to Jason Frand's
September 1, 2006 was the start of an entirely new career for me.
Retiring in 2006 meant it was thirty years since completing my
doctorate (1976) and having lived an incredible career at UCLA
involving the future: thinking about it, teaching about it,
designing (and building) a building for it. That career was
my trip to the moon! Now I'm on a trip to Mars! Retiring I
turned my time and energy toward doing something I really enjoy
doing: teaching young children mathematics! As a bonus, I was
invited to write a book about how to teach math problem solving.
My (on-going) life as a husband, father, grandfather and
- Travels with Lois and Jason
catalogs many of the wonderful travel adventures we've shared
together since our 1966 honeymoon camping trip across the
- The poem The Owl's Answer in
many ways summarizes my views toward life, and learning as the
greatest journey which we can experience.
One 1974 Experiences describes the chaos in my life as a
doctoral student, but still rings true after all these years.
- The 2013 Culver City Education Foundation President's Award for Community Service
(see fourth picture down) was very nice recognition of the years
of volunteer support that Lois and I contributed to Culver City
- In May each year since 2010 I've served as a judge at the
California State Science Fair.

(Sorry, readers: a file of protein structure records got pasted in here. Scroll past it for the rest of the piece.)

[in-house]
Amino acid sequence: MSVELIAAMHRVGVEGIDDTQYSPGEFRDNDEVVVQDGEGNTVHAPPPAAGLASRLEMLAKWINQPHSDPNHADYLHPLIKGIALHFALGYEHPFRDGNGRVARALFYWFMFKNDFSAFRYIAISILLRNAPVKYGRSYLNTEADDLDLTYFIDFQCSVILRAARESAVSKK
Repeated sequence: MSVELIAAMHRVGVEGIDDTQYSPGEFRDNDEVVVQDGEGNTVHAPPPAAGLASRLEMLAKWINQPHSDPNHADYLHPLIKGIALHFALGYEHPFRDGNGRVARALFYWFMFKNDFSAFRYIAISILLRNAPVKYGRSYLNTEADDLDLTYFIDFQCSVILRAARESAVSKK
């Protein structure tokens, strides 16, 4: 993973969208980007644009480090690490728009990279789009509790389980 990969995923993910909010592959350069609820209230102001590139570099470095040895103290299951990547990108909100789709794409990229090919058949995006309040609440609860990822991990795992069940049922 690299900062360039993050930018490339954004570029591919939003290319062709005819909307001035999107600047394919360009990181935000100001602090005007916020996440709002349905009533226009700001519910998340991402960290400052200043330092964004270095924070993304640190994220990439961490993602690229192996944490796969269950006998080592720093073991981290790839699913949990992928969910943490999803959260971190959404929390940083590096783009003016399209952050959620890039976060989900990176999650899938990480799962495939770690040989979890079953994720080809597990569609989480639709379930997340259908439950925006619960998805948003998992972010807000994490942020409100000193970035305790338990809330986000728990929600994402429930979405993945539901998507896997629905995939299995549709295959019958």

My (retired) life as a Math coach
In October 2006, I started teaching Math Olympiad
enrichment classes twice each week to 4th and 5th grade students
at Linwood E. Howe Elementary, a Title 1 school that serves a
broad cross section of eastern Culver City. In October 2018,
the Math Olympiad organization (MOEMS) published my book, Teaching Mathematical Problem
Solving, which reflected the vast amount of learning and
experience gained in the intervening 12 years. Retirement could not be
was the next step in a journey, in large part with my friend and
collaborator Ruth Sabean, through the world of mathematical
teaching and programs. In March, 2008 I organized a Los
County-wide Math Olympiad Tournament, which is now an annual
event involving 36 five-person teams of 4th
and 5th grade students.
Over 30 different elementary school participate. In
2010 I started teaching a "Math4Parents" class for the elementary
school parents. In September, 2012, I introduced my "legacy"
project, extending the Math Olympiad via Mathlete Clubs to the
other four Culver City elementary schools. This project
included three days of professional development each year on
teaching the very challenging math word problems for the new math
coaches. In Fall 2014, Culver School District adopted
Cognitive Guided Instruction as the pedagogical approach to
teaching mathematics. I
was thrilled as this approach, in large part, reflected my
educational philosophy and what I had been doing in the classroom
for years: guiding
learning through the asking of question rather than giving answers. In
Fall 2015 I once again taught a parent class, but this time to
introduce them to CGI. The web page Math
Enrichment Directory catalogs my work related to all these
activities through May 2015.
the 2015 and 2016 Math tournaments I was asked about doing a
training session for the coaches. In June 2016, I did a
three-day teacher workshop on teaching problem solving. In July 2016, MOEMS
offered me a contract for a book on teaching problem solving. That year Ruth and I did
four more workshops and experimented with a variety of idea. We
created an Instructional Guide for teachers which provided tools
for analyzing where a problem is difficult and worksheets to guide
students in developing mathematical thinking. We
signed the contract with MOEMS in July, 2017 and summarized